'I don't agree with it': Batting coach Vikram Rathour's upfront reply to journalist's assessment of India's batting
As batting coach Vikram Rathour sat down to answer the media on the eve of the first T20I between India and South Africa in Thiruvananthapuram on Wednesday, the batting coach was sort of taken aback by a question from a journalist surrounding India's batting.
Since taking over as India's batting coach, Vikram Rathour has copped a bit of criticism but there is no denying the fact that his inputs have also benefitted India plenty lately. The change in their batting approach, where batsmen bat with a better strike-rate, aggressively and with intent, has been one of the reasons behind India's improved show and resurgence in T20Is. That they have beaten England, West Indies and now Australia, along with wins over New Zealand and Sri Lanka earlier, has been possible due to batsmen no longer consuming deliveries more than required.
However, as Rathour sat down to answer the media on the eve of the first T20I between India and South Africa in Thiruvananthapuram on Wednesday, the batting coach was slightly taken aback by a question from a journalist surrounding India's batting. The reporter felt that India have struggled to put up good totals while batting first – as assessment that can be termed a bit harsh.
"When it comes to setting targets, how do you look at tall scores leading into the World Cup given the big picture? When you walk out to bat first, what are the plans? Do the batsmen decide on the field as to what kind of targets you should set?" the journalist asked Rathour.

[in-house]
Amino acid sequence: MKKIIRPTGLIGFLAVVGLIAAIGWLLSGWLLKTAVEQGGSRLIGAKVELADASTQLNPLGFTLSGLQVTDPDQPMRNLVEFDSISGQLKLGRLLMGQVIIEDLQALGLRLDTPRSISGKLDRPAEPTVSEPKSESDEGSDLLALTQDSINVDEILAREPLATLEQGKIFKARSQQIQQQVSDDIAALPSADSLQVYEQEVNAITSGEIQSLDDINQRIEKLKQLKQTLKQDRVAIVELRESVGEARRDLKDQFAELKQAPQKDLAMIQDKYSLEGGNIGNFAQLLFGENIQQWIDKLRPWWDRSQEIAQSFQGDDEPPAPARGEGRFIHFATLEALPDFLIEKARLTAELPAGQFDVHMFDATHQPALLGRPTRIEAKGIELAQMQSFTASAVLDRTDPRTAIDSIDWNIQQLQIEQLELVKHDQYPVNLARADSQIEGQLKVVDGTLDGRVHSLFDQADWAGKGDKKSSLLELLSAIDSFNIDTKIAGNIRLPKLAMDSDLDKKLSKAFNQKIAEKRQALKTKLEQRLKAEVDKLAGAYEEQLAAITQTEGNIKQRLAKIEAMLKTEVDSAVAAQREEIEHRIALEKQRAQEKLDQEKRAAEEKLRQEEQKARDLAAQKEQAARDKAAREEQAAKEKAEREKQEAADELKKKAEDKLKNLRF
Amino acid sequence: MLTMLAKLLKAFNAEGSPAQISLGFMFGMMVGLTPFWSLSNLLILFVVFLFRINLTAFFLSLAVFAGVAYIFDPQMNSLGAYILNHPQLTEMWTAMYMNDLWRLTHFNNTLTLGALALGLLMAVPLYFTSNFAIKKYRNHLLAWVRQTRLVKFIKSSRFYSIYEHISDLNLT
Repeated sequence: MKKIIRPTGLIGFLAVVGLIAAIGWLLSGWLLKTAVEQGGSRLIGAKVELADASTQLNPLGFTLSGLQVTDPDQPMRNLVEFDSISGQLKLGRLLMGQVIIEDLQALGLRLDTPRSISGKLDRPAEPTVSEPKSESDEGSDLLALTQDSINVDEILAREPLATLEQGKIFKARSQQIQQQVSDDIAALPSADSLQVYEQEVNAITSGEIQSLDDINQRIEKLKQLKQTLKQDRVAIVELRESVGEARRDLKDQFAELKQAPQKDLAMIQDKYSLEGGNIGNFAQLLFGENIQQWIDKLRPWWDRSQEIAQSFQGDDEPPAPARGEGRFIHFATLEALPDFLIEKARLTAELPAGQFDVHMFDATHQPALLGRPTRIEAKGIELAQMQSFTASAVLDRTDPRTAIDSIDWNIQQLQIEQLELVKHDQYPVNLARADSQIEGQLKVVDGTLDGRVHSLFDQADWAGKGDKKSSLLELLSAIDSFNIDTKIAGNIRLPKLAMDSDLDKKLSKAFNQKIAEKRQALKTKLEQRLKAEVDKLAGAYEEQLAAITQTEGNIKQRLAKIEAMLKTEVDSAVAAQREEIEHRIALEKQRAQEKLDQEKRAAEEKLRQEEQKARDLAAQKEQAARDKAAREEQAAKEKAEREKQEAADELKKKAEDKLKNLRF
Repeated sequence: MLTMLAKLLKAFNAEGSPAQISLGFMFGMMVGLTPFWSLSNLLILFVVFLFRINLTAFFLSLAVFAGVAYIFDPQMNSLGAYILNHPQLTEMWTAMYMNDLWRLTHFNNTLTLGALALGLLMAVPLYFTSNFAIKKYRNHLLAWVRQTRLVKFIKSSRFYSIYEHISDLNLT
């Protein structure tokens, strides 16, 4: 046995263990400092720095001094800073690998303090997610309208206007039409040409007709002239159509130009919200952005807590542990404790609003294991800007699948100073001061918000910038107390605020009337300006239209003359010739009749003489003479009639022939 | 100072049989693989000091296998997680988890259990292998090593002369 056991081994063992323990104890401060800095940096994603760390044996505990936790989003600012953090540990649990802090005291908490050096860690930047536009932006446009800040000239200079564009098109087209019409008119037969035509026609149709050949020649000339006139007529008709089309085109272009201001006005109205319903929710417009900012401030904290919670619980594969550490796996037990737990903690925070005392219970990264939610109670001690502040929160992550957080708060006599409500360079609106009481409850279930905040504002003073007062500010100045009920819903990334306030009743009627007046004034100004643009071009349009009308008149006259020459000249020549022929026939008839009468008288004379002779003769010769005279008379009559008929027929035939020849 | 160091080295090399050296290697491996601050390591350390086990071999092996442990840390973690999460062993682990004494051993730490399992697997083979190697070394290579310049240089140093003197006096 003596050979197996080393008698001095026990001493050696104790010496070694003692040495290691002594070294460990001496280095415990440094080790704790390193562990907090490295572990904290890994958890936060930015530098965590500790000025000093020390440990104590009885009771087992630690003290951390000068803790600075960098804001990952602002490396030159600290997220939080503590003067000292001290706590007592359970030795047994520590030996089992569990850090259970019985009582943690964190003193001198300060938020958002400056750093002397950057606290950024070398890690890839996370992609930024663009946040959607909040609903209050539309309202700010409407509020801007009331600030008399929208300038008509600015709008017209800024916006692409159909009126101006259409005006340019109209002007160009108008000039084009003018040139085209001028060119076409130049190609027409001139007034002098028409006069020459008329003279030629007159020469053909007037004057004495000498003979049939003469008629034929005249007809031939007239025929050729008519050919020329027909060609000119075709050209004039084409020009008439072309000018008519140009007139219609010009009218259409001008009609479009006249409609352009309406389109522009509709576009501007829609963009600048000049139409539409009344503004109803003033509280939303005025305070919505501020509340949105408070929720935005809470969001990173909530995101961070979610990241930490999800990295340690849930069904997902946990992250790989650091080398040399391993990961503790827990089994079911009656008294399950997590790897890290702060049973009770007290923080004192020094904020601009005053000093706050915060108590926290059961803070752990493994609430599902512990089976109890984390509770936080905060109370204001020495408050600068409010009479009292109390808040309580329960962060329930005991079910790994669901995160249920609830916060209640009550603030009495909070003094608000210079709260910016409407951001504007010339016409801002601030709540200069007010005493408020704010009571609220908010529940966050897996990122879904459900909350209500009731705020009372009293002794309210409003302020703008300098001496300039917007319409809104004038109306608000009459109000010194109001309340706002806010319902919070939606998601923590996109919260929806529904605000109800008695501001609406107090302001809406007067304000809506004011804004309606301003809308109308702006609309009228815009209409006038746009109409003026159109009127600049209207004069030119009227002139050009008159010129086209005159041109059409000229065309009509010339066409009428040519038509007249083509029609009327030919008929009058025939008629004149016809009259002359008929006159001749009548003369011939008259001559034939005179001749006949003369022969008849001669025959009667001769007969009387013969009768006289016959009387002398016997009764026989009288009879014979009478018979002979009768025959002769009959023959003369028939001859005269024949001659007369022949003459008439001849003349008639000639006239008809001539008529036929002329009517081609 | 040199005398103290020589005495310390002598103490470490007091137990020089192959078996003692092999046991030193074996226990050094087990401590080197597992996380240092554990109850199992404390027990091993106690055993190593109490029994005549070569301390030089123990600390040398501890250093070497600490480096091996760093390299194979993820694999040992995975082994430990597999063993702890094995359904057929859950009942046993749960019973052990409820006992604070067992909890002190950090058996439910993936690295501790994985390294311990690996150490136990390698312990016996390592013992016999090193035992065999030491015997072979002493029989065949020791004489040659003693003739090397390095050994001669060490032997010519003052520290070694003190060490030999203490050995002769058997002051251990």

Recently, the Indian team may not have won too many matches batting first – as evident during the Asia Cup – but Rohit Sharma and Co. have managed scores of 181, 173, 192 and 208 in the first innings. It is another topic of discussion altogether that the bowling has lacked teeth and appeared weak with pacers not being effective enough. Which is why India have not been able to defend competitive totals, something that Rathour pointed out his reply.
"It depends on the surface that we are playing on. But when you say we haven't been able to put up scores, I don't agree with it. I think batting first, that was one of the concerns but since the last T20 World Cup, we have been putting par or plus-par totals everytime we have batted first. So I don't think that's an issue," he said.
"There is a visible shift in the way we are batting. The approach has changed a bit. We are being more aggressive. We are playing with better strike-rates and with more intent and that his pretty evident. As a batting unit, we have done well everytime we have batted first. We have been able to put up scores everytime."
Rathour addressed India's recent off-beat bowling, where he backed the under-fire bowlers. The likes of Bhuvneshwar Kumar and Harshal Patel have come under scrutiny following their lackluster bowling, more so since the T20 World Cup is roughly three weeks away. Rathour mentioned that the area is being worked upon, even though he did remind that almost everytime that India have lost while defending, the bowlers have taken the game until the final over, which is a testament to the quality they and the entire bowling unit possesses.
"We are trying to get better in that area. We are trying to get better at defending targets. But to be fair to our bowlers, the toss play a pretty vital role. Each time we have not been able to defend have been venues where there is dew, so it gets easier to chase. I won't be too harsh on my bowlers because if you see, they have been able to push the match until the last over everytime. It's just the one ball here and there,"